State Government in Maine is divided between state and local levels. Unlike the federal government in which states retain certain powers in relation to the national government, local governments have no powers not delegated by state government.
Maine state government is rather modest when measured in terms of employees and expenditures compared to the overall population, employment, and size of the economy.
Here is a brief overview. See the articles on each branch for more details.
The purpose of the Judicial Department, established in 1820, is to administer the State courts within that Department. The court system consists of the Supreme Judicial Court, the Superior Courts and the District Courts. The District Courts deal mainly with civil and minor criminal matters; Superior Courts handle more serious criminal matters and some civil cases; the Supreme Court, or “Law Court” hears appeals and decides issues involving constitutional interpretation.
The President of the 35 member Senate and the Speaker of the 151 member House have offices adjacent to their respective chambers on the third floor of the State House in Augusta.
The legislature was established: in 1820 “To make and establish all reasonable laws and regulations for the defense and benefit of the people of this State, not repugnant to the Constitution, nor to that of the United States.” Maine Constitution, Article IV, Part Third, Section I.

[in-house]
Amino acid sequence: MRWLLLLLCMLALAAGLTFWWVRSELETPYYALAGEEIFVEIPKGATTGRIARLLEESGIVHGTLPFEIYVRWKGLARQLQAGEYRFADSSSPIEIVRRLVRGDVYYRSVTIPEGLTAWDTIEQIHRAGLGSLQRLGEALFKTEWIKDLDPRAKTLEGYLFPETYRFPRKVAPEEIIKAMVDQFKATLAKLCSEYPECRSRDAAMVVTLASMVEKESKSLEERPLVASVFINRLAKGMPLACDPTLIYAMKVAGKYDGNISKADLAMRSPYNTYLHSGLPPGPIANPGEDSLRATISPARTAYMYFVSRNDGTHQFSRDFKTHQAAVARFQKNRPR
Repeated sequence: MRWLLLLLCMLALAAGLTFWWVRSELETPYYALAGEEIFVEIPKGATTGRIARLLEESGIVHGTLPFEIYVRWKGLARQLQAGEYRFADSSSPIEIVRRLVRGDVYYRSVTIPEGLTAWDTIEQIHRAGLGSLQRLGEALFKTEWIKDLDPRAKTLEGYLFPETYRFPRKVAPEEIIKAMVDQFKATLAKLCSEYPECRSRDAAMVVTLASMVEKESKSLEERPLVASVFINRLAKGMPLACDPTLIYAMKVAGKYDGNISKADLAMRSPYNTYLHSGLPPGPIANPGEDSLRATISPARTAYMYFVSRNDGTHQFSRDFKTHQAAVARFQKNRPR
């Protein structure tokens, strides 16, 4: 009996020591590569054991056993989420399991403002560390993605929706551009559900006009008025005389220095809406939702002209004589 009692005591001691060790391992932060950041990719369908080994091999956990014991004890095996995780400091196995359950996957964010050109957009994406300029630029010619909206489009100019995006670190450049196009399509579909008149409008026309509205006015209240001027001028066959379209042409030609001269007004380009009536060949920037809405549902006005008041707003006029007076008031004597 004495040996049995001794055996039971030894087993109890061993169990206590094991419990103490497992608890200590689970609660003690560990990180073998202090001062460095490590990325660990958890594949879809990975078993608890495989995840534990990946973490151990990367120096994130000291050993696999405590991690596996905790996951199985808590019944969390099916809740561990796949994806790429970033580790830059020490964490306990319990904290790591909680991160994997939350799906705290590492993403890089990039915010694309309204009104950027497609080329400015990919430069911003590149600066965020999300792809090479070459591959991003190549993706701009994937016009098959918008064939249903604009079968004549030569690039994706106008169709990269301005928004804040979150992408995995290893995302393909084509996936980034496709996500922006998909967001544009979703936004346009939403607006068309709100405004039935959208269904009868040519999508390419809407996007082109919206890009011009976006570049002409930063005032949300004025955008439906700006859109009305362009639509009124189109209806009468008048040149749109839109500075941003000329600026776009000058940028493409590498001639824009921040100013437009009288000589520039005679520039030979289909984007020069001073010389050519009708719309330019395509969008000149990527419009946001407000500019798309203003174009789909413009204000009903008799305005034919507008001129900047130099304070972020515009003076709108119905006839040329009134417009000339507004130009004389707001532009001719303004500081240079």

The Constitutional Offices of Secretary of State, Treasurer, and Attorney General are selected by the legislature and are considered attached to that branch. In most practical respects, their departments function as executive agencies.
This is a brief summary of the major responsibilities of Maine governmental departments, taken largely from the purposes articulated in the State’s budget document. In addition to these, there are several independent agencies with specialized functions. Among them are the Housing Authority, the Retirement System, and the Finance Authority of Maine.
This Department, also established at statehood in 1820, encompasses the Governor’s Office and other related executive offices. The State Planning Office is one of several agencies placed, from time to time, within the Department.
The Governor directs the affairs of the state according to law; takes care that the laws are faithfully executed; gives the Legislature information regarding the condition of the State, and recommends measures for their consideration. The chief executive also submits to the Legislature a biennial budget for the operation of State government.
The Governor acts as Commander-in-Chief of the military forces of the State; nominates and appoints all judicial, civil and military officers of the State, except as otherwise provided by law. He or she may require information from any military officer or any officer in the Executive Branch upon any subject relating to their respective duties. The chief executive has the power to grant reprieves, commutations and pardons; and to accept for the State any and all gifts, bequests, grants or conveyances to the State of Maine.
State of Maine, Annual Report, Maine Department of Administrative and Financial Services.